We propose to screen 250 potential participants (or 1,250 across 5 sites). We will use two sources: medical referrals (n=125) and elementary school students (n=125). We expect to perform a comprehensive assessment of 200 individuals, which will include a structured interview, and to confirm a DSM-IV diagnosis of ADHD in 170 individuals who will enter the study as subjects. Subgroups will be formed based on presence of comorbid childhood disorders. These 170 subjects will be offered a double-blind, dose response assessment of 2 stimulant medications (methylphenidate and d- amphetamine), and we anticipate that 10% will either refuse or manifest an adverse response. This will leave approximately 150 stimulant-responsive ADHD to be randomly assigned to 1 of 5 treatment groups: Community Treatment (COM, n+30), Structured Medication (MED, n=30), MED plus School- Based intervention (MED+SCH, n=30), MED+SCH plus Parent Training (MED+SCH+PAR, n=30), and MED+SCH+PAR plus tailored multimodality treatment selected from the Satterfield menu (MED+SCH+PAR+SAT, n=30). If this were duplicated across 5 sites, this would yield a group size of 150 subjects in each of the 5 treatment groups. A 2 year treatment protocol will be implemented. We expect a 10% yearly attrition rate, so at the follow-up 3 years after treatment we expect to retain about 22 subjects (or 110 subjects across 5 sites) in each group. Two types of outcome measures will be taken to evaluate effects of treatments. First, we will use the IOWA and SNAP parent and teacher rating scales to obtain quarterly assessments of I/O and A/D behavior and ADHD symptomology to document short-term effects and progress in treatment. Second, we will perform a full assessment yearly to measure initial, maintenance, and long-term effects in 5 areas: home behavior, school behavior, school performance, peer status, and family functioning. Our sample size will give us adequate statistical power to evaluate the impact of multimodality treatment (MED+SCH+PAR+SAT) over and above the effect of medication alone (MED). Our nested design will allow us to dismantle the multimodality effect, if one should emerge, in terms of the most common psychosocial (PAR) and an emerging psychoeducational treatment (SCH).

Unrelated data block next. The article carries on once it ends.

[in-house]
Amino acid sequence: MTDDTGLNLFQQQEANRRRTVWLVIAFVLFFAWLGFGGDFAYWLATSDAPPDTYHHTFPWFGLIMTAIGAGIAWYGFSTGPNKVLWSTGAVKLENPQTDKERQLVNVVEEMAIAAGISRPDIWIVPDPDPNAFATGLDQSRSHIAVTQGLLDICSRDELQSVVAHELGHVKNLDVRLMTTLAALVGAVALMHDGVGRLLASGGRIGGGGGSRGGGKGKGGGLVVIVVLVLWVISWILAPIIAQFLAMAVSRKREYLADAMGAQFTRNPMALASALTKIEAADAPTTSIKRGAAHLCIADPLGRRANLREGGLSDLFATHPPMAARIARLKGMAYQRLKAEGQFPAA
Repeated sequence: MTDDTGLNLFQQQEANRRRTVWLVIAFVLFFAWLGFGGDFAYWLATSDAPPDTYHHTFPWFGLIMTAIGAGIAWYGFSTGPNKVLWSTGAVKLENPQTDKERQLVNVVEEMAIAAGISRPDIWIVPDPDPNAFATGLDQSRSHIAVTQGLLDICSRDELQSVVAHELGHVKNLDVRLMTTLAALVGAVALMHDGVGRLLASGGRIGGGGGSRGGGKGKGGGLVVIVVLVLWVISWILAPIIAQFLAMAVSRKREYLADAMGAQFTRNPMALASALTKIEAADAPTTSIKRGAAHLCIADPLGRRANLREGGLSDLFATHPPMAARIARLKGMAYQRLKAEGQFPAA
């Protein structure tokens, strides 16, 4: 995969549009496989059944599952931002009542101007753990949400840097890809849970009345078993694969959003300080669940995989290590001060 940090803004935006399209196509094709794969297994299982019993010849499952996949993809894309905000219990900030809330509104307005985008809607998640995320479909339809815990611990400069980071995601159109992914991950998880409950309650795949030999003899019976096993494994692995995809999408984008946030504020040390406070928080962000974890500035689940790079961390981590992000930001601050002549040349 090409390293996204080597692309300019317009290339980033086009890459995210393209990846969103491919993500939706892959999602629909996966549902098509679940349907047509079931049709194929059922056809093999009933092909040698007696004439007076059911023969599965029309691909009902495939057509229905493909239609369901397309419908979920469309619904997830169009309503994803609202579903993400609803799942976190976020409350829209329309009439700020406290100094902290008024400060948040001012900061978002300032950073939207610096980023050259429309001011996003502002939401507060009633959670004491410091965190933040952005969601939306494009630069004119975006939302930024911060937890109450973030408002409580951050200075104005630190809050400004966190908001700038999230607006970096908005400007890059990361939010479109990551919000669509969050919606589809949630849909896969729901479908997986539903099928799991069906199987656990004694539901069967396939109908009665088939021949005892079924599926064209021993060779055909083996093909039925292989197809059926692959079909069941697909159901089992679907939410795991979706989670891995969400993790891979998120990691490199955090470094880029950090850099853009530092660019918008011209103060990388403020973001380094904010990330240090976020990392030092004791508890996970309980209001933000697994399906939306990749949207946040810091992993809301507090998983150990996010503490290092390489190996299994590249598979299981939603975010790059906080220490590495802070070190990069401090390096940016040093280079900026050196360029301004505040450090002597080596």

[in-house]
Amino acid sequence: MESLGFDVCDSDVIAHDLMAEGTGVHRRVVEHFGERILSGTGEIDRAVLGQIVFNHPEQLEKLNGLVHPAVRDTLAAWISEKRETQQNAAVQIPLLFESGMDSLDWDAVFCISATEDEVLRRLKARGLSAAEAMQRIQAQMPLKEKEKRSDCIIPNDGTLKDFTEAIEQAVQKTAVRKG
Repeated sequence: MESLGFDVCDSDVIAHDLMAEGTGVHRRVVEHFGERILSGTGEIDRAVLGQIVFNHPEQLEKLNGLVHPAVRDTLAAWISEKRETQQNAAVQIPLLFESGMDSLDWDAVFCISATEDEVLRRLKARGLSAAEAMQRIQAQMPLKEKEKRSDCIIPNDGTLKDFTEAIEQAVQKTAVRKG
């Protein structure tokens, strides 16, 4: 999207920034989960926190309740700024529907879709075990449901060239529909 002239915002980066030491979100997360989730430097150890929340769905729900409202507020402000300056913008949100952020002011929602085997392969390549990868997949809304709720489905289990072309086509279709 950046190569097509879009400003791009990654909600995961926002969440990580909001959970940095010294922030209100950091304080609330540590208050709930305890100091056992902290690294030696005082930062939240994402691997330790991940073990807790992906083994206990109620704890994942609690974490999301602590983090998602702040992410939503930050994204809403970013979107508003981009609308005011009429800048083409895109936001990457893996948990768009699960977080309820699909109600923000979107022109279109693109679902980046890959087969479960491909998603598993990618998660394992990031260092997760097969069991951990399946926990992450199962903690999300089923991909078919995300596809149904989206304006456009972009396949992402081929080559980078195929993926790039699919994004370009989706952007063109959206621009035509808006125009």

National Institute of Health (NIH)
National Institute of Mental Health (NIMH)
Research Project--Cooperative Agreements (U01)
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Special Emphasis Panel (SRCM (01))
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University of California Irvine
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